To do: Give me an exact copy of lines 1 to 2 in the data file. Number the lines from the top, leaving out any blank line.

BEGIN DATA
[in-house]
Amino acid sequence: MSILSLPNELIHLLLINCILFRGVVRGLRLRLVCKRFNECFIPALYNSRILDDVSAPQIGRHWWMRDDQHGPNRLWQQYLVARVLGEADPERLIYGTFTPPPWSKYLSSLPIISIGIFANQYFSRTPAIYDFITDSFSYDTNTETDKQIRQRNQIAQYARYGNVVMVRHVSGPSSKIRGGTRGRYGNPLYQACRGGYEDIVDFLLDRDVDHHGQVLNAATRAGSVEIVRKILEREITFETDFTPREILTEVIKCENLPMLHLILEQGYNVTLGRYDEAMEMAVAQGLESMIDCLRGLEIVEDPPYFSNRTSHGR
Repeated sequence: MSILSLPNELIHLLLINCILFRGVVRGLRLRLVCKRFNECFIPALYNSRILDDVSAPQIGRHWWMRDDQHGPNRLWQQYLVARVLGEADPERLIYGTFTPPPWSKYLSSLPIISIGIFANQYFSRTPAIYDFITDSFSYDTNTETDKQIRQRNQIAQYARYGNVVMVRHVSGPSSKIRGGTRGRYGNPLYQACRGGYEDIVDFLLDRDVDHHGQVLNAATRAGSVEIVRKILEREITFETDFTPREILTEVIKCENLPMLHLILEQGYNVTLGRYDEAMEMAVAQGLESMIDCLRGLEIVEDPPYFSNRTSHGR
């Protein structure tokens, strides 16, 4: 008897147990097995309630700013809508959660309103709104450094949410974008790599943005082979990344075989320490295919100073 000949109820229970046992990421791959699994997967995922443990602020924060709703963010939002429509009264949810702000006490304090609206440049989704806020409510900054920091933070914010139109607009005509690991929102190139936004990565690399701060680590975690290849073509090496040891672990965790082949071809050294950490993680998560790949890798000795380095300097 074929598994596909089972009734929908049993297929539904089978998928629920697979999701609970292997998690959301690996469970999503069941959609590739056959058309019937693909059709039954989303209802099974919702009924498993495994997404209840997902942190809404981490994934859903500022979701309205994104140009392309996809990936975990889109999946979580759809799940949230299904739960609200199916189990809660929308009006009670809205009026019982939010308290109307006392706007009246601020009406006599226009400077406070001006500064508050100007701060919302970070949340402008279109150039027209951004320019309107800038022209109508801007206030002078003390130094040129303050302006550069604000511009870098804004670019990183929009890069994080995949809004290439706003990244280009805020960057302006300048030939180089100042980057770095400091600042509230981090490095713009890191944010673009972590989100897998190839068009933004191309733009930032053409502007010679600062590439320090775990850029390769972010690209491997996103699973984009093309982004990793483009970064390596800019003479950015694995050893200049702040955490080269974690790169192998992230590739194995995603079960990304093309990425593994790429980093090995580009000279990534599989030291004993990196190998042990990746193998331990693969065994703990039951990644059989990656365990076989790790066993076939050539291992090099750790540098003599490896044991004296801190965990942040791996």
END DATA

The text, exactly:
[in-house]
Amino acid sequence: MSILSLPNELIHLLLINCILFRGVVRGLRLRLVCKRFNECFIPALYNSRILDDVSAPQIGRHWWMRDDQHGPNRLWQQYLVARVLGEADPERLIYGTFTPPPWSKYLSSLPIISIGIFANQYFSRTPAIYDFITDSFSYDTNTETDKQIRQRNQIAQYARYGNVVMVRHVSGPSSKIRGGTRGRYGNPLYQACRGGYEDIVDFLLDRDVDHHGQVLNAATRAGSVEIVRKILEREITFETDFTPREILTEVIKCENLPMLHLILEQGYNVTLGRYDEAMEMAVAQGLESMIDCLRGLEIVEDPPYFSNRTSHGR